Why Not Compromise?

Rob Wiblin:

Why is it that rather than celebrate the values of conflict resolution, tolerance and deal-making, which make our advanced societies function so effectively, our favourite stories continue to be about zero-sum conflicts that are impossible to resolve peaceably? … I suspect the answer lies in what we subconsciously want our taste in fiction to say about us. Celebrating the Na’vi allows us to signal how much we value loyalty and justice. Denigrating Melbourne Airport allows us to show our suspicion of greedy and powerful people. In real life, when defending our stated values requires that we make serious sacrifices whether or not we are likely to win, we sensibly value the opportunity to compromise. But when a fictional character will do all the fighting for you, why compromise on anything?

Katja Grace:

I think he might be roughly right. But why wouldn’t finding good deals and balancing compromises well be ideals we would want to celebrate? When there are no costs to yourself, why aren’t you itching to go all out and celebrate the most extravagant tales of successful trading and extreme sagas of mutually beneficial political compromise? I think because there is no point in demonstrating that you will compromise. … It’s often good to look like you won’t easily compromise, so that other people will try to win you over with better deals. … If you somehow convince me that you’re the kind of person who would die fighting for their magic tree, I’ll probably try to come up with a pretty appealing deal for you before I even bring up my interest in checking out the deposits under any trees you have.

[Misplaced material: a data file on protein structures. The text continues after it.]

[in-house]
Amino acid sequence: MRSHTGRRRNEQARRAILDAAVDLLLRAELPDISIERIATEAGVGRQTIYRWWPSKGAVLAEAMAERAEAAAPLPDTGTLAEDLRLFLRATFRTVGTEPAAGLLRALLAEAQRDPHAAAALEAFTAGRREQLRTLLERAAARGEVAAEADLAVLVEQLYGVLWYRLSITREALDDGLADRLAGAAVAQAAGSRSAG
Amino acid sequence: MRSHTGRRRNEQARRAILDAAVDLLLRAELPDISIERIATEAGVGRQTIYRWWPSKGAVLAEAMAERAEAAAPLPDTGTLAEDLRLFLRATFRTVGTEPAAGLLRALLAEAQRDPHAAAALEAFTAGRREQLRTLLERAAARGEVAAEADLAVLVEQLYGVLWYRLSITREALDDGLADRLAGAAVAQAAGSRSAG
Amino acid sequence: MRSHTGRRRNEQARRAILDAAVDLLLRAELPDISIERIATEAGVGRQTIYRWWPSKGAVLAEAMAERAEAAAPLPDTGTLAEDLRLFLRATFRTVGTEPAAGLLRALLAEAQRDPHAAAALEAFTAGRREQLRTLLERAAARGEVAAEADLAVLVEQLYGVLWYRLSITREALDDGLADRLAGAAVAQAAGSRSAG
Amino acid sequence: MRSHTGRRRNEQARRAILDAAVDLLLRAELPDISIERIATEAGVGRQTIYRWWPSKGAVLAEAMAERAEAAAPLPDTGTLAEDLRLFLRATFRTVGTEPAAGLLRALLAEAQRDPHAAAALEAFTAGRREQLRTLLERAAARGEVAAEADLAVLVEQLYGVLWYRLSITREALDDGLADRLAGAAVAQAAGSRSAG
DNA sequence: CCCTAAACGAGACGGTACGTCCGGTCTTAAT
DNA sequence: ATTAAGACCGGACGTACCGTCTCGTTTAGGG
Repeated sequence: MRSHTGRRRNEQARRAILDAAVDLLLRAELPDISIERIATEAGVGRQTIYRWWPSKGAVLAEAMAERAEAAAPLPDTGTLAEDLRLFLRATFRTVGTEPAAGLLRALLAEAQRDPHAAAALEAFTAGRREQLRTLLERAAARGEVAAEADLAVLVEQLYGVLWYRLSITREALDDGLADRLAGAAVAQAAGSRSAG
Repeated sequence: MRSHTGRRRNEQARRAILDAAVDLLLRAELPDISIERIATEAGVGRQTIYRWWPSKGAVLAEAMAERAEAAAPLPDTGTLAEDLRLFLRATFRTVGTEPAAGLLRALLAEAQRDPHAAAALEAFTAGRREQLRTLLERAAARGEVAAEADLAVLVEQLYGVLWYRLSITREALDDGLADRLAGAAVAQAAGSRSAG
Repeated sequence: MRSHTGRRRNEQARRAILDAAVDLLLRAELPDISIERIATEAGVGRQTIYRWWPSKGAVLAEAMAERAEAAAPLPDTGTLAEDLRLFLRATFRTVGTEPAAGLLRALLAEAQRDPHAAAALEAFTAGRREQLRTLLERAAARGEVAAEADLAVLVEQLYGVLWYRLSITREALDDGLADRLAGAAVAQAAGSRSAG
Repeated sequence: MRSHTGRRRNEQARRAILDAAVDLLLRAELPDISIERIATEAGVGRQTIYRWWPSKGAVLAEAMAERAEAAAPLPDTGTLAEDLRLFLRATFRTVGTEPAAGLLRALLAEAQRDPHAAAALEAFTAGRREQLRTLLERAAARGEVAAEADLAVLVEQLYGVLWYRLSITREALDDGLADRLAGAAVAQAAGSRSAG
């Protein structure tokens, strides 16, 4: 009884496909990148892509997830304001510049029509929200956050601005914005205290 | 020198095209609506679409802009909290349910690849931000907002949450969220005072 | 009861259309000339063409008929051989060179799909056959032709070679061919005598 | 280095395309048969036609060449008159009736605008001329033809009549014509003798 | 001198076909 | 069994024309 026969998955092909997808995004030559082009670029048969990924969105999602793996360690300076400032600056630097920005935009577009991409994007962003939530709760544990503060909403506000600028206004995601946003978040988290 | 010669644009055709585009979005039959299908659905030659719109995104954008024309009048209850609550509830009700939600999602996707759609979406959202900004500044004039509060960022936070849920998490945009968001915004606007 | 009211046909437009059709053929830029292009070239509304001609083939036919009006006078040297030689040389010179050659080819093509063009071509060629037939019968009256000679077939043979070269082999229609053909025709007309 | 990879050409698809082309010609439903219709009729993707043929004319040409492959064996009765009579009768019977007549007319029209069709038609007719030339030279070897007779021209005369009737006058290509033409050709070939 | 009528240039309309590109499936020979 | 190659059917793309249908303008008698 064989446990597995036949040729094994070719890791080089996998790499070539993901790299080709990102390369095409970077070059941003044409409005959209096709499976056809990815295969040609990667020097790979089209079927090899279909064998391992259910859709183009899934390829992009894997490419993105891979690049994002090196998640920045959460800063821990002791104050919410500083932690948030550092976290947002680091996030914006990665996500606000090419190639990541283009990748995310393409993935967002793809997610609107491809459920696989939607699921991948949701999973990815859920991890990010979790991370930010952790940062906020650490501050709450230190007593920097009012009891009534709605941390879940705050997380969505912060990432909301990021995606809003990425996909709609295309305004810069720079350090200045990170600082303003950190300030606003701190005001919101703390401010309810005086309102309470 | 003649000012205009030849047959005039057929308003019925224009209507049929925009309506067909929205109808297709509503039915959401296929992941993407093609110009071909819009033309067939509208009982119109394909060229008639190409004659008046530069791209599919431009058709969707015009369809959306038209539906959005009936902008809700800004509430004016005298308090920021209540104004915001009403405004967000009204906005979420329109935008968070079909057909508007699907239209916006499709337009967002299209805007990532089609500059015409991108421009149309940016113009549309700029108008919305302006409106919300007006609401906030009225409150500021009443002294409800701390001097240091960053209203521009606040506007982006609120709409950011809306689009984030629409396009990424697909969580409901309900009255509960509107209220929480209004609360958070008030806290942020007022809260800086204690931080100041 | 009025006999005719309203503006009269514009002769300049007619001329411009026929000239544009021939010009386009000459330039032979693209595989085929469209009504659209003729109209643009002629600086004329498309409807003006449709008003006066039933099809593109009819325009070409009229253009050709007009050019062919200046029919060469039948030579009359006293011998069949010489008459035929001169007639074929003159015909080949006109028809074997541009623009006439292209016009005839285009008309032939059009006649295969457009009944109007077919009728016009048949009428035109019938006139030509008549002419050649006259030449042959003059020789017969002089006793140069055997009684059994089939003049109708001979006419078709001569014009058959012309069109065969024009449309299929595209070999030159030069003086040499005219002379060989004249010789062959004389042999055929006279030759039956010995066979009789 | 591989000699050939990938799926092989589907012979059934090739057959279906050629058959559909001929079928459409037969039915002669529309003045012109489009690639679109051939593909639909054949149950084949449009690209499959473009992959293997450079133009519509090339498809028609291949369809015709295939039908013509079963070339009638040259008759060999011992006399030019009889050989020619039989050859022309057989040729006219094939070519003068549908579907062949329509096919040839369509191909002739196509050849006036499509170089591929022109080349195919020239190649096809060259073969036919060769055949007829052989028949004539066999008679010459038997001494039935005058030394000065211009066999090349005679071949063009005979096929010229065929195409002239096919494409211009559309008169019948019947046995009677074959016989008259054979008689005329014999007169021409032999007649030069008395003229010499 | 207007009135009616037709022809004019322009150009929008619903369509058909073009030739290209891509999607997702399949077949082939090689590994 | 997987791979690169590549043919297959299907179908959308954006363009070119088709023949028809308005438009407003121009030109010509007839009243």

Yes, it might be good for your group to seem reluctant to compromise, but how is good for you to support such a group reluctance? That seems to be more about signaling group loyalty. The people in your group who most want compromise are those also  tied to other groups with which your group has conflicts. By opposing compromise, you signal you have weaker conflicting ties. This loyalty signaling theory better explains why we often oppose compromise that is clearly in our group interest.

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